Facebook’s Public Outing

Friday, May 18th, 2012: The day Facebook went public.  With high anticipation from potential buyers, current stockholders, and Facebook users across the globe, everyone was biting their nails, waiting to see if the company’s stock would meet or even exceed expectations. 

Mark Zuckerberg, the company’s 28 year-old CEO, symbolically rang the NASDAQ’s opening bell from Facebook’s headquarters inMenlo Park,Calif.Surrounded by cheering Facebook employees, he pushed the button that signals the opening of the stock market inNew York. The morning’s events followed an all-night “hackathon” at the company, where engineers stayed up coding software and conjuring up new ideas for Facebook and its 900 million users.  Although, Zuckerberg reminds people that this public offering isn’t entirely about the money.  “Right now this all seems like a big deal. Going public is an important milestone in our history. But here’s the thing, our mission isn’t to be a public company. Our mission is to make the world more open and connected,” Zuckerberg said. “In the past eight years, all of you out there have built the largest community in the history of the world. You’ve done amazing things that we never would have dreamed of and I can’t wait to see what you guys all do going forward.”

The results: its stock closed at $38.23, up only 23 cents from the previous day’s closing.  An improvement, but not quite within the range of expectations for the social media giant.  The closing price means Facebook is worth about $105 billion, more than Amazon.com, McDonalds and storiedSilicon Valleyicons Hewlett-Packard and Cisco.  Though Facebook remains a superpower in the social media world, many people looked for a big first-day pop in Facebook’s share price; the single-digit increase was somewhat of a letdown.  The small jump in price could be seen as an indication that Facebook and the investment banks that set up the initial public offering priced the stock within a suitable range. Facebook also offered nearly 20% of its available stock in the IPO, ensuring there was enough stock to meet demand.  In contrast, Google offered just 7.2 percent of its stock when it went public in 2004 – causing the stock to rise 18% in just one day.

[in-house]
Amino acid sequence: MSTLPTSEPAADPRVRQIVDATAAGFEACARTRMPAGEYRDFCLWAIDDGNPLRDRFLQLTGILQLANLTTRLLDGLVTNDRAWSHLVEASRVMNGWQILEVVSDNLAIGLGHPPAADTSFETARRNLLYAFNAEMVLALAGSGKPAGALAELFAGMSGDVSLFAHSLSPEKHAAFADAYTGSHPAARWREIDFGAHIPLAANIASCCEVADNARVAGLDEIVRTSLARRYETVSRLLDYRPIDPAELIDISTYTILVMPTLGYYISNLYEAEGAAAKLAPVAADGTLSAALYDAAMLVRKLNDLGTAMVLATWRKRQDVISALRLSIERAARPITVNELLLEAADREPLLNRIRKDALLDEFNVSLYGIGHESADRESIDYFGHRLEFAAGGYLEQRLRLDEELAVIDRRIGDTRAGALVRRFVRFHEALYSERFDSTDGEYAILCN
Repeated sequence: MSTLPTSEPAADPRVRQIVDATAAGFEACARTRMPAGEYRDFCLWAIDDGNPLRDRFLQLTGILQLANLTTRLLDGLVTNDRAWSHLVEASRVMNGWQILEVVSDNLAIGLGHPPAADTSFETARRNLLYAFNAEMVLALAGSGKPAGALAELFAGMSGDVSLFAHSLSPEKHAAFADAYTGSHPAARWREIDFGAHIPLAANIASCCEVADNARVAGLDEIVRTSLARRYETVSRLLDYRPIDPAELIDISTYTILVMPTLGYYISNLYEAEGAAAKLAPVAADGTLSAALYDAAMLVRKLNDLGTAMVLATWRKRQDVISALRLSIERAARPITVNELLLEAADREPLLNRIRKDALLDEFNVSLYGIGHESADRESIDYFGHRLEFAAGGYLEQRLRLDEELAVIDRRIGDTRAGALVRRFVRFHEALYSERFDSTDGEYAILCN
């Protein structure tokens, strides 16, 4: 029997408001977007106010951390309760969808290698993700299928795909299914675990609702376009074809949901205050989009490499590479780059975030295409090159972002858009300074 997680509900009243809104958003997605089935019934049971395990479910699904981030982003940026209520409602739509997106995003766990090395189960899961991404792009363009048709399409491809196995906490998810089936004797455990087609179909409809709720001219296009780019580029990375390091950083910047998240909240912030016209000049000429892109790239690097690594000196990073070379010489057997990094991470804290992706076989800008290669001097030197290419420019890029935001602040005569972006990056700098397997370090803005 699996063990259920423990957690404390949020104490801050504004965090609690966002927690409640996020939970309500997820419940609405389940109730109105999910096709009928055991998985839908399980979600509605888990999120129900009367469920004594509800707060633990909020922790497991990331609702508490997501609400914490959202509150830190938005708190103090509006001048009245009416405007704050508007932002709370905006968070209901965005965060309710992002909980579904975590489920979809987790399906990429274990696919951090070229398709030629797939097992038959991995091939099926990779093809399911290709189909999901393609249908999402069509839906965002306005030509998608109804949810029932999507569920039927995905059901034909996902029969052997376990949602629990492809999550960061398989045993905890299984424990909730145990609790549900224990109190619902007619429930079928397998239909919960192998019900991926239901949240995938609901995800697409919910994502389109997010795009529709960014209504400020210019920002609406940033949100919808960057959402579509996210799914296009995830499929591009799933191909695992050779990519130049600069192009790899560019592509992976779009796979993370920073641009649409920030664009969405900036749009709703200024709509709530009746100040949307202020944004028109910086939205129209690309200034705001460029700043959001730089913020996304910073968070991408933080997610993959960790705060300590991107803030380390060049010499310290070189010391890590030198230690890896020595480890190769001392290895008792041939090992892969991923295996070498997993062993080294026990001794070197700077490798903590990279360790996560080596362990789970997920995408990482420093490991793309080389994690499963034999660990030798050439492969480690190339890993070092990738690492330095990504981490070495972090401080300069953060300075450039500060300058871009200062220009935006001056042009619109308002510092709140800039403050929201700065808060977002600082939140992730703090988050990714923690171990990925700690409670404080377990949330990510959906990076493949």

Perhaps it was impossible for Facebook to live up to the hype that led up to its IPO. It’s Facebook, after all, a place where people are emotionally invested in endless online diversions and rekindled friendships.  “It’s probably one of the first times there has been an IPO where everyone sort of has a stake in the outcome,” said Gartner analyst Brian Blau. While most Facebook users won’t see a penny from the offering, they are all intimately familiar with the company.

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